Belgium isn’t the heart of Europe’s trading battleground. Even while it’s home to one of the biggest companies in the world (AB Inbev). The exchange in Brussels is part of Euronext.

The Dutch see the country as a little nephew. Next year, when European Championship kick off – everybody will support the Belgium team. Holland won’t qualify.

There’s one little thing wrong with Belgium. The current government. This weekend a new financial tax has been created, which is nothing short of amazing. It has got three problems. It makes no sense, it is not fair and it won’t work.

Speculatietaks

Introduced is the speculatietaks. Meaning “tax on speculation”. If you make an investment in a stock, and take a profit within a timeframe of six months, you’ll be called a speculator. Speculators get taxed with huge 33%. Holding on to your stock positions will avoid the tax.

Losses on investments are ignored. Only the winners are taxed. Say you have  split your investment portfolio in two stocks. You make 20k profit on AB Inbev and lose 14k in Solvay. You would be paying a tax of € 6600.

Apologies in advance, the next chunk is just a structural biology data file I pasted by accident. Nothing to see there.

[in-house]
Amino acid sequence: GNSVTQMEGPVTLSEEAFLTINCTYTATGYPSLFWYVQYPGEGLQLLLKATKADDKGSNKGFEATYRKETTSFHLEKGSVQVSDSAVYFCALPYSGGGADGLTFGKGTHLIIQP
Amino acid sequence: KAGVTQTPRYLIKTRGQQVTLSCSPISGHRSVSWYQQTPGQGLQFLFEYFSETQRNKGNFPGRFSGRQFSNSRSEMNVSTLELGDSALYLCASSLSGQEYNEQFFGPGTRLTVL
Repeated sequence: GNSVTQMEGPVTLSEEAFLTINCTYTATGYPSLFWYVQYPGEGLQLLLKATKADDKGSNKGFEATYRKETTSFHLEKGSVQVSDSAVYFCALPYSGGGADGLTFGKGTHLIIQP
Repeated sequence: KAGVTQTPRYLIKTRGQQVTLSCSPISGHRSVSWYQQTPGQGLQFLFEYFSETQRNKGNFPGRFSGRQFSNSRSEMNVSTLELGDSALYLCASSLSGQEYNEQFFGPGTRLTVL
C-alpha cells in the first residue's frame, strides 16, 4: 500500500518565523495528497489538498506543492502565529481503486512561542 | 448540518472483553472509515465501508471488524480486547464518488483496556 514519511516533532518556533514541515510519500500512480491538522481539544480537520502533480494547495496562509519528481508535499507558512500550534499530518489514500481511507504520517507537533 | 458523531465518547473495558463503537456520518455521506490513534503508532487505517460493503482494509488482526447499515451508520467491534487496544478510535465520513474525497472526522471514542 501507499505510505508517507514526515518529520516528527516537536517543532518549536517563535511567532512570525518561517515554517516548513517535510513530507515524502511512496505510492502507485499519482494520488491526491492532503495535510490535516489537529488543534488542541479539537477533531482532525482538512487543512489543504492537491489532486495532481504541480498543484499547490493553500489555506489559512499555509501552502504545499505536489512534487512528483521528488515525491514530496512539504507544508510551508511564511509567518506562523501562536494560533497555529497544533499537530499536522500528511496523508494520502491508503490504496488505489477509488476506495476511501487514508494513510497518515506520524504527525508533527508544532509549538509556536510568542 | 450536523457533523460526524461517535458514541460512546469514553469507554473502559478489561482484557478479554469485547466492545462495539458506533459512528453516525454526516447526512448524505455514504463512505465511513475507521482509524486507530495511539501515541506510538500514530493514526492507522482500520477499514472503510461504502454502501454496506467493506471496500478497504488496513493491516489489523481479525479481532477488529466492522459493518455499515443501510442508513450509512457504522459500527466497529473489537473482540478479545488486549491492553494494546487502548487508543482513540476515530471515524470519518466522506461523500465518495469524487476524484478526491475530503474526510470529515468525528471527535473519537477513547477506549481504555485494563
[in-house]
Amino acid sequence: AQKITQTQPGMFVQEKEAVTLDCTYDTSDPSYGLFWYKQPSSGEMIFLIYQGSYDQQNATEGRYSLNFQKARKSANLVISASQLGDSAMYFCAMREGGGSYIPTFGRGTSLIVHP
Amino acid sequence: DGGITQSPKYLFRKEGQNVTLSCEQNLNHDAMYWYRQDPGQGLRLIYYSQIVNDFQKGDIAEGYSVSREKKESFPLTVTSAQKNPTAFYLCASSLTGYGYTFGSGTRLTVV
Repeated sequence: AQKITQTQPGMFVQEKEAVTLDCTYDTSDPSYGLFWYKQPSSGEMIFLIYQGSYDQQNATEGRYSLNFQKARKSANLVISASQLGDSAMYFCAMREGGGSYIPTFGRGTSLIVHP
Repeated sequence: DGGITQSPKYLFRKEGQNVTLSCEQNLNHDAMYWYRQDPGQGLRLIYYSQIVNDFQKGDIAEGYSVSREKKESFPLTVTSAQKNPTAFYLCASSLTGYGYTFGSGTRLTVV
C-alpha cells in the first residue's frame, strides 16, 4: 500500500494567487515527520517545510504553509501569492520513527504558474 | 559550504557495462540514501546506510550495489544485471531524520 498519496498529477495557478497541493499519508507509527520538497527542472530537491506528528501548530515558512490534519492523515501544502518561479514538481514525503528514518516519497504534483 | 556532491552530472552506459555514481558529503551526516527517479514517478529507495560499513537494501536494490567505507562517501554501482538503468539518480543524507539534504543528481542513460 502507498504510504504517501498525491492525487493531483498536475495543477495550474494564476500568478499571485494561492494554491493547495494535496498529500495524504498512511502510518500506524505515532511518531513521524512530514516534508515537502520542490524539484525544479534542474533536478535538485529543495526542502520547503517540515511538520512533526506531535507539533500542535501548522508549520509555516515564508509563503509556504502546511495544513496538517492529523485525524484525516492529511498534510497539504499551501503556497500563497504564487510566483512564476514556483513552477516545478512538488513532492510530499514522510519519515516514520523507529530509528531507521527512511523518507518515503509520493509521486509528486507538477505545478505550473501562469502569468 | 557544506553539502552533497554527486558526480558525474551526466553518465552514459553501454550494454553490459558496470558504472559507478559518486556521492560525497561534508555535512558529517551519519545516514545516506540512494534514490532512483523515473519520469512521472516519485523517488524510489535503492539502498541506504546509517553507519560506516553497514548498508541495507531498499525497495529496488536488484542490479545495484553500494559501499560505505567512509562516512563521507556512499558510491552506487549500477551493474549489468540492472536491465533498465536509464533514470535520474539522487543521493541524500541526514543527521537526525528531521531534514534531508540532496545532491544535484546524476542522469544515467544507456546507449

mom and pop investors

It gets even better. The tax aims at local mom and pop investors. All companies, legal entities and foreigners are exempt. Belgian investors with a brokerage account abroad are exempt, too. Open an account in The Netherlands and you’ll be fine. This sheds another light on Binck, walking away from take-over talks with Belgian broker Keytrade. Whatever your opinion is on speculation, nobody would have thought the Belgian retail investors are behind the volatility.

Only stocks

That’s not all. It gets even more hilarious. Only stocks are taxed. More speculative instruments such as options, single stock futures, CFD’s, turbo’s and speeders aren’t taken into account with the speculatietaks.

If you happen to have bought shares in a company which gets taken over, you don’t have to pay the tax. That’s very kind. You have to be a real clown to be taxed. Alternatively, Belgian citizens with bad luck could be hit. Unexpectedly forced to liquidate recent bought stock portfolio (for example, a divorce). For the rest of the country, avoiding the tax isn’t even a challenge.

Revenue €28 million

The government expects a revenue of 28 million (sold!). That’s less than half the price of a Joint Strike Fighter. Maybe some people should refrain from drinking the wonderful Belgian beers while working for the government.

Having a government of a developed nation introducing this kind of ideas is a joke. And scary. After all, isn’t the European capital in Brussels? The tax starts on January 1st, 2016. Amai, this means Belgian investors buying stocks today pay tax when they take a profit in January.

Jack
Jack